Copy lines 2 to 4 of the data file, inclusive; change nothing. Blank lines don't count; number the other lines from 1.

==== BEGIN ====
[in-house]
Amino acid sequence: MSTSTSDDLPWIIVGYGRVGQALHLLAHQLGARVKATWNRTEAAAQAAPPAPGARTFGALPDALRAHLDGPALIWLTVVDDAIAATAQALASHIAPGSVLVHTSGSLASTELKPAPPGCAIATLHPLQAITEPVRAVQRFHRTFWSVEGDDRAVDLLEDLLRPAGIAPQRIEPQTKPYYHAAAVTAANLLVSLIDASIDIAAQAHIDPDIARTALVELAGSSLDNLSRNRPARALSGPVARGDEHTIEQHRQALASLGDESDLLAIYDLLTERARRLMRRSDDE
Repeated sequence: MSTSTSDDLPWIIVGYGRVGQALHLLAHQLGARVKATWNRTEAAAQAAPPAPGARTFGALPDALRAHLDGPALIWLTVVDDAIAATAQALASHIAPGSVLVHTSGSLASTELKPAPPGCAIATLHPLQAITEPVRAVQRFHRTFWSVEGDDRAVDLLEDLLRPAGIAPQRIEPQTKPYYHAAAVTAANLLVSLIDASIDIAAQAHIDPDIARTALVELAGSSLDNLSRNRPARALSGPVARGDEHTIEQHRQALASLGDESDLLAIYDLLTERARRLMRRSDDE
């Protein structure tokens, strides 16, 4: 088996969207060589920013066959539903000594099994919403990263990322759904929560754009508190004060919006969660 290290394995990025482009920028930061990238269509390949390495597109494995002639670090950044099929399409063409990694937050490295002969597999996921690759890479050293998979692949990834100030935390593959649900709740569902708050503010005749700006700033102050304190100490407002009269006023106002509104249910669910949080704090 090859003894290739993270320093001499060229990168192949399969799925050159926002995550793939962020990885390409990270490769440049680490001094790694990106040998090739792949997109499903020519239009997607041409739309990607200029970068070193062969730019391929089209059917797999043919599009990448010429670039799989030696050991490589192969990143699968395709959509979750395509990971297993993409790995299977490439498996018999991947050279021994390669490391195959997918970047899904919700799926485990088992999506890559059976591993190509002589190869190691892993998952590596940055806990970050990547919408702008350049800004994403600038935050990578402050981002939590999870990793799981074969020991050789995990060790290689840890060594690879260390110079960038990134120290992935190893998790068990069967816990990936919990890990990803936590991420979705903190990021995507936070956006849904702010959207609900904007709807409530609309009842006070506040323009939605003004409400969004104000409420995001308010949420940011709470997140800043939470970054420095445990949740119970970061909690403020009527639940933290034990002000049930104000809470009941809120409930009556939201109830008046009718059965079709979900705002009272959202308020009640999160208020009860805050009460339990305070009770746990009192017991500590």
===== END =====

Amino acid sequence: MSTSTSDDLPWIIVGYGRVGQALHLLAHQLGARVKATWNRTEAAAQAAPPAPGARTFGALPDALRAHLDGPALIWLTVVDDAIAATAQALASHIAPGSVLVHTSGSLASTELKPAPPGCAIATLHPLQAITEPVRAVQRFHRTFWSVEGDDRAVDLLEDLLRPAGIAPQRIEPQTKPYYHAAAVTAANLLVSLIDASIDIAAQAHIDPDIARTALVELAGSSLDNLSRNRPARALSGPVARGDEHTIEQHRQALASLGDESDLLAIYDLLTERARRLMRRSDDE
Repeated sequence: MSTSTSDDLPWIIVGYGRVGQALHLLAHQLGARVKATWNRTEAAAQAAPPAPGARTFGALPDALRAHLDGPALIWLTVVDDAIAATAQALASHIAPGSVLVHTSGSLASTELKPAPPGCAIATLHPLQAITEPVRAVQRFHRTFWSVEGDDRAVDLLEDLLRPAGIAPQRIEPQTKPYYHAAAVTAANLLVSLIDASIDIAAQAHIDPDIARTALVELAGSSLDNLSRNRPARALSGPVARGDEHTIEQHRQALASLGDESDLLAIYDLLTERARRLMRRSDDE
């Protein structure tokens, strides 16, 4: 088996969207060589920013066959539903000594099994919403990263990322759904929560754009508190004060919006969660 290290394995990025482009920028930061990238269509390949390495597109494995002639670090950044099929399409063409990694937050490295002969597999996921690759890479050293998979692949990834100030935390593959649900709740569902708050503010005749700006700033102050304190100490407002009269006023106002509104249910669910949080704090 090859003894290739993270320093001499060229990168192949399969799925050159926002995550793939962020990885390409990270490769440049680490001094790694990106040998090739792949997109499903020519239009997607041409739309990607200029970068070193062969730019391929089209059917797999043919599009990448010429670039799989030696050991490589192969990143699968395709959509979750395509990971297993993409790995299977490439498996018999991947050279021994390669490391195959997918970047899904919700799926485990088992999506890559059976591993190509002589190869190691892993998952590596940055806990970050990547919408702008350049800004994403600038935050990578402050981002939590999870990793799981074969020991050789995990060790290689840890060594690879260390110079960038990134120290992935190893998790068990069967816990990936919990890990990803936590991420979705903190990021995507936070956006849904702010959207609900904007709807409530609309009842006070506040323009939605003004409400969004104000409420995001308010949420940011709470997140800043939470970054420095445990949740119970970061909690403020009527639940933290034990002000049930104000809470009941809120409930009556939201109830008046009718059965079709979900705002009272959202308020009640999160208020009860805050009460339990305070009770746990009192017991500590």